Thursday, 9 July 2015

The office is the new social network

It's not just the idea that has to be innovative, the space in which it's built has to be too. Startups are slowly disrupting traditional office spaces, doing away with swivel chairs and glass partitions and settling for wooden benches and whiteboard tabletops.

The street leading to the office is like any other in south Delhi's grungy yet upscale neighbourhood of Hauz Khas. Cramped alleys cut through pockets of designer stores, where men huddle together discussing Arvind Kejriwal's monthly electricity bills, slender women in kitsch clothing window shop, and very fat yet hungry stray dogs keep an eye on it all.

Located strategically between graffiti-spattered walls and an ancient lake, the building housing the office looks ordinary enough. But push open the door on the fourth floor and's new direction becomes clear. A chic wooden deck with cosy seating spaces leads into a concealed work space with exposed overhead pipes and designer chairs. From every angle in the office, the lake is visible, sometimes just as a reflection on the glass walls. "Startups are changing the way people work in India. We don't call these new offices work spaces, we call them living spaces," says Suvonil Chatterjee, chief design officer,

Research by Carnegie Mellon reveals that buildings can impact overall performance and productivity. "It all started with the Google offices. Google builds highly aspirational work spaces that help attract and retain talent. The average age of talent in India is not only coming down, it's shrinking as well. Great work spaces can be key differentiators. You need to approach work space design differently now. A furniture or seating oriented app roach doesn't work. A people-centric approach does," says Abhigyan Neogi, founder of Chromed Design Studio, the agency which designed and built the 3,000 sqft studio. Neogi, has recently designed work spaces for several startups, including that of Paytm and Uber. Currently, he is overhauling's 1-lakh sqft Mumbai office.

Beanbags on the floor and swings on the verandah are passe. At the office of fashion brand Myntra on Hosur Road in Bengaluru, you could be forgiven for thinking you walked out of the lift and onto a high street. Faux storefronts with mannequins, racks of clothes, a cafe (dispensing real coffee), an ever blue sky with clouds and even wooden benches line the reception and route to the conference rooms that are named after famous designers.

"We wanted to do away with old hierarchies to make people more approachable," says Sreenivas Reddy, who insists on being called the VP and head of real estate and workplace at online fashion marketplace Myntra rather than an 'admin'.

The relaxed approach to the space extends to HR policy and office culture as well. At mobile advertising network InMobi, staff no longer need to swipe in and out. "Our work culture is one of freedom and collaboration," says Rebecca D'Leema, head of commerce advertising at InMobi. The company hired DWP, an architecture and design agency that designed a Google office, to revamp its headquarters in Bengaluru. Staff were involved in the designing of the office and were asked to paint the walls with graffiti. Along with upping motivation, the design revamp has enabled InMobi to increase productivity by around 80%, D'Leema says.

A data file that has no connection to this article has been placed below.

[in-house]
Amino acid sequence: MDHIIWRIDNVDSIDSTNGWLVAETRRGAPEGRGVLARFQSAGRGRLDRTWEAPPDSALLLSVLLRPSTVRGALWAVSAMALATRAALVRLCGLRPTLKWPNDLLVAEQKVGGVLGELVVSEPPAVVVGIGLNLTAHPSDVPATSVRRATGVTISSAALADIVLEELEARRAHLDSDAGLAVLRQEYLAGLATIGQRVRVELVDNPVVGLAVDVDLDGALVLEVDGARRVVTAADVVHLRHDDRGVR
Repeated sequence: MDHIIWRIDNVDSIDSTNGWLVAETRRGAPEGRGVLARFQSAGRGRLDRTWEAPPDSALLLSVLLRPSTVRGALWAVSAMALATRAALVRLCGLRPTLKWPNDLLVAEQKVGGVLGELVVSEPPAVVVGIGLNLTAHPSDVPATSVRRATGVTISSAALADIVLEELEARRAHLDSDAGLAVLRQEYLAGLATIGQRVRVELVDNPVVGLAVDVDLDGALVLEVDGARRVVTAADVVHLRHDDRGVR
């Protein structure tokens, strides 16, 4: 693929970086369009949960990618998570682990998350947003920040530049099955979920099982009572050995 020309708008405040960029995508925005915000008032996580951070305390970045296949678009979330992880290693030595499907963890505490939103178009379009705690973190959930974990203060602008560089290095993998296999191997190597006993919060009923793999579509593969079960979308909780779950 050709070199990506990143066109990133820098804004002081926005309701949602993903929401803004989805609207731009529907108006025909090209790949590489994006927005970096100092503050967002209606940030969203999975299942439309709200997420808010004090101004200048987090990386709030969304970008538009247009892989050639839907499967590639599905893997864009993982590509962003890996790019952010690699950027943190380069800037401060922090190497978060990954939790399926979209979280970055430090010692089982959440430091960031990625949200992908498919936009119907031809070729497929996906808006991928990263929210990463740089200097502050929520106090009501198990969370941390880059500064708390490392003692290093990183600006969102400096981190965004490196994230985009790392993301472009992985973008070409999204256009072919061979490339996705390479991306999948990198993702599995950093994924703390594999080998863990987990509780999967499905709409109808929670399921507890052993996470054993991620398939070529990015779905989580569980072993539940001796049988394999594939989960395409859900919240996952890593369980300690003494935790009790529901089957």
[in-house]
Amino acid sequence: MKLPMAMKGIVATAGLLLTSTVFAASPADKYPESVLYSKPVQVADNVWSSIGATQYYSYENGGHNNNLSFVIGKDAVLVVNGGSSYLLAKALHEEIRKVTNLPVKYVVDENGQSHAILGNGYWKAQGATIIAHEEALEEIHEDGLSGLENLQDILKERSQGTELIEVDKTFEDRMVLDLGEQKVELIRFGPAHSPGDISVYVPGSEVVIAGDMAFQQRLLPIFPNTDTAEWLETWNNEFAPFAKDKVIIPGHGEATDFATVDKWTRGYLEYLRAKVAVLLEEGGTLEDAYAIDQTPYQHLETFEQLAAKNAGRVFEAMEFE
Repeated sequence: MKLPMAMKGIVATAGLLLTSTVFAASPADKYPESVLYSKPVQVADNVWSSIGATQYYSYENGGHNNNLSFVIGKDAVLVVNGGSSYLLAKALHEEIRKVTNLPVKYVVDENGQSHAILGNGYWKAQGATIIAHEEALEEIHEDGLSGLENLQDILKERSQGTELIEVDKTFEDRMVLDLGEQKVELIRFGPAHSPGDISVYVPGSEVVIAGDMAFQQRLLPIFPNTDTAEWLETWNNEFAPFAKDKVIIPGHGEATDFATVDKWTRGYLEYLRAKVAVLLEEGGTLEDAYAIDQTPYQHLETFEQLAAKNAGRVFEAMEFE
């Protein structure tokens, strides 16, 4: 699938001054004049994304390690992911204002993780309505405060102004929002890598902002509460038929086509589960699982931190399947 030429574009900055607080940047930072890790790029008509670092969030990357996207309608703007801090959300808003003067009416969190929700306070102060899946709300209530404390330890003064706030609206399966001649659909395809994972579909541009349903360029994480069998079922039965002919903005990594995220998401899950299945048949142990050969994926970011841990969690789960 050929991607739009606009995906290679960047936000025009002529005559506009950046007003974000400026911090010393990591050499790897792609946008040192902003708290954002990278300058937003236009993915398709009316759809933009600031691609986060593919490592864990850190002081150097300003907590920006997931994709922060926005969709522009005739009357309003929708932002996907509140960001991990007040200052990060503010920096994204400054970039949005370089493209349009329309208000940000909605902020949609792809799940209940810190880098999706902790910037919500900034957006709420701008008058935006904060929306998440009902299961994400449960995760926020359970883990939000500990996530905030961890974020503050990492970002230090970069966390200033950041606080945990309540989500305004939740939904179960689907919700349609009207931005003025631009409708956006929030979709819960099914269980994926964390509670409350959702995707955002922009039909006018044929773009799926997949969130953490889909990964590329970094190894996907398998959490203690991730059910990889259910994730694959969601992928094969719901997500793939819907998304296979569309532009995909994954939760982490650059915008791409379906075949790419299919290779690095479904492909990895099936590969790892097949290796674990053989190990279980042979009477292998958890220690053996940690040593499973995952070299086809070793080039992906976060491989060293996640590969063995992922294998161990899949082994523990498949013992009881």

Similarly, Gurgaon-based restaurant search startup Zomato is betting big on its sprightly work space design to pay dividends when it comes to employee satisfaction. "We understand talent is not motivated by monetary incentives alone but also requires a thriving work space," says a Zomato spokesperson. The company's office boasts of spacious and flexible work spaces interrupted by bright red English telephone booths. The guru of innovative work spaces, Google, which has offices in locations as diverse as a garage in Menlo Park and a farmhouse in Denmark, is taking the concept to the next level. Instead of constructing immovable concrete buildings, it is creating lightweight block-like structures that can be moved around easily.

"Large translucent canopies will cover each site, controlling climate inside yet letting in light and air. With trees, landscaping, cafes and bike paths weaving through these structures, we aim to blur the distinction between our buildings and nature," the company wrote on its blog earlier this year.

So, are new-age work spaces representative of the startup work culture? Definitely, says Myntra's Reddy. "Unassigned work spaces not only increase utilization but also bring down the cost of real estate," he says.

Ranjeet Ramakrishnan, founder of design agency Okdone, who worked with Reddy for eight months to create Myntra's office, has now turned his attention to Flipkart's premises. "Informal work culture, collaborative workplaces, teamwork and open spaces this is the future," Reddy says. "It's time we loosen up a little."

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